First Comes Dental School, then Comes What?!?
For most dentists, there are a few common themes to all of their educational and professional experiences. They all have, obviously, been through the rigor of dental school. They all have had the not-so warm and pleasant feelings of crown and bridge and denture labs. They all have experienced long hours of studying followed early mornings and late afternoons treating patients, just to do it all over again. After this experience, one would think that this new dentist is then ready to enter into practice.
In the "olden" days, this would have been the case. In today's times, this is not the case. Dentistry has become much more commercial, and few dental schools are preparing students for this "new world" experience.
Nowadays, you cannot just go out, hang up your shingle and go to work. The business side of dentistry weighs more heavily into your practice the more and more the world becomes technologically savvy.
With this being said, we must look at the basic principles of building a successful business as it is related to the world of dentistry. The first of these fundamentals is branding your business. Branding your business is not merely just slapping a name on it. Branding your business is finding that one, or couple of, things that sets it apart from the rest. This could be “sleep dentistry,” a highly cosmetic practice or being the dentist that is known for taking every insurance to be the “people’s” dentist.
Once you brand your business, you need to stick by it, at least for a while. If you continue to “flip flop” your business ideals, you will have no continuity of care for your patients. Patients like consistency. It makes them feel comfortable.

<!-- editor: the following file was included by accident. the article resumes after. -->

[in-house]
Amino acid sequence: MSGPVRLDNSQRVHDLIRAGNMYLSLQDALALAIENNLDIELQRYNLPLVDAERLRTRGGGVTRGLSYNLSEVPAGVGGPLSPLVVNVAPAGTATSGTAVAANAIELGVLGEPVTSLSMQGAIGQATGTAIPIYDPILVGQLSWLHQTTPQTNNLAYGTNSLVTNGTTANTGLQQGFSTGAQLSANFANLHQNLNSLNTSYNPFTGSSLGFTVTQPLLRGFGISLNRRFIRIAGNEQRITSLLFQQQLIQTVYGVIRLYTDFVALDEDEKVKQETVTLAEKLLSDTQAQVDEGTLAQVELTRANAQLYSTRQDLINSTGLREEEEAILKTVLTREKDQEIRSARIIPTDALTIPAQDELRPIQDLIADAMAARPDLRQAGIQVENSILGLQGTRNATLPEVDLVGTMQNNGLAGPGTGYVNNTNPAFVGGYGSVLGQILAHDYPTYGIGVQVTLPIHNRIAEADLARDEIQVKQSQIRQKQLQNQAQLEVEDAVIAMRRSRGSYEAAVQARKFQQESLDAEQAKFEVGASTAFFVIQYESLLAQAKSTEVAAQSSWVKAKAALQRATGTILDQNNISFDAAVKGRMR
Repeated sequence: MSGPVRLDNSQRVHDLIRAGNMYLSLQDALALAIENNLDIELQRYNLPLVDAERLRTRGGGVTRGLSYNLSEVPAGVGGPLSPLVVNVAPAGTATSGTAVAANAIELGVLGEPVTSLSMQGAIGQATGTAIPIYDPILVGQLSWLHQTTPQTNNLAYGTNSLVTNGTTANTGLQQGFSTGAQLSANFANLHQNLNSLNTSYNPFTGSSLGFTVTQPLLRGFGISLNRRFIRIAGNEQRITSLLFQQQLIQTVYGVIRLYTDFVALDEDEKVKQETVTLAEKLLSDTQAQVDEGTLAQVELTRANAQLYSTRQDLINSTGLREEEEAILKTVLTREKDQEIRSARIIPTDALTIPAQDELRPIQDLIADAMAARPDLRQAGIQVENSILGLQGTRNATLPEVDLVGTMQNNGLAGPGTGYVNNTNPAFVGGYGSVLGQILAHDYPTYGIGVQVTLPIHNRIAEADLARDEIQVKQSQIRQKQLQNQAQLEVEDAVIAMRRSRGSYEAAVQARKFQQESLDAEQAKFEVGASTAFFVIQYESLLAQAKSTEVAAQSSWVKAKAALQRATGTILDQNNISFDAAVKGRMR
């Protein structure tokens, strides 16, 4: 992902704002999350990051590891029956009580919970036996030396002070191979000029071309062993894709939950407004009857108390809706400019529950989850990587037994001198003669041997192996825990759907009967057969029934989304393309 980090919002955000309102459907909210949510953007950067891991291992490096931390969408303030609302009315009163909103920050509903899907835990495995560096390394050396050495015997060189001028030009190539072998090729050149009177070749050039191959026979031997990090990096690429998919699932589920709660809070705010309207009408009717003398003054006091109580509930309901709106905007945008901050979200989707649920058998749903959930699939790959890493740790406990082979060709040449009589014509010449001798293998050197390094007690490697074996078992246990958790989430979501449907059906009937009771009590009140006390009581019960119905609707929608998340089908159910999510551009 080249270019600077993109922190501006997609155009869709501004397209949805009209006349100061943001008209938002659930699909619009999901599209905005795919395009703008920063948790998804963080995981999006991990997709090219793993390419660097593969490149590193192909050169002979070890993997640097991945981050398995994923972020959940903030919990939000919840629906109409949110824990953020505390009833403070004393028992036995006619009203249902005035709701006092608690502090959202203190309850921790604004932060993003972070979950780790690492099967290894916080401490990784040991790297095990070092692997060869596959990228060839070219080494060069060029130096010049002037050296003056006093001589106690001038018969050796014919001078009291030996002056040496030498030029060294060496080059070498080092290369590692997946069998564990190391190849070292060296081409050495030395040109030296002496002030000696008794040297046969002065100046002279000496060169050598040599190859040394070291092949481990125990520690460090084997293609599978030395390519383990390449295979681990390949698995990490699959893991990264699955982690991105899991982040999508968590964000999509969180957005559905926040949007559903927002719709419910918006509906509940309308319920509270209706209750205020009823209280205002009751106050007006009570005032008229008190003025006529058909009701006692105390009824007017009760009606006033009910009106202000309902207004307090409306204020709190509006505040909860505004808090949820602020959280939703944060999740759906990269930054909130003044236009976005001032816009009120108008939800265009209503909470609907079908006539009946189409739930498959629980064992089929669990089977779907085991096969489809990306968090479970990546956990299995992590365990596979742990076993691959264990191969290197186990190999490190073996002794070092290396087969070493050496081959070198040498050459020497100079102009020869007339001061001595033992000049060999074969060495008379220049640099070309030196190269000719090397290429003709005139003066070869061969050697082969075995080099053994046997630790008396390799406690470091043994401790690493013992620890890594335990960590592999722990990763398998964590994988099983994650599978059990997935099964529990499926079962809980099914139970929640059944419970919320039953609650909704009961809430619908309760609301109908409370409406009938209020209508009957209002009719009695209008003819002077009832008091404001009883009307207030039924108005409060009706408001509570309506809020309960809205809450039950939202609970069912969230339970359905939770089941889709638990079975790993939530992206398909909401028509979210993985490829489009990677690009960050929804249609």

After you brand your business, remember to never stop learning. Dentistry is an ever evolving business. Patients always want the latest and the greatest. Different areas will dictate what is important to those patients. If your area is heavily into cosmetic, it would not behoove you to study better denture procedure. You must make your patients happy with the procedures you can provide. You must be able to do this and do it consistently. Consistency is the key to any business.
Bottom line, you must make your practice your own, and you must be consistent doing it. You must take ownership of all that is around you. It is when you fail to do this that your practice will fail. You did not get into this profession; learn all that you did, just to fail. If and when you feel it slipping, turn to others in your profession. Most likely, there are others out there that have been in a similar situation.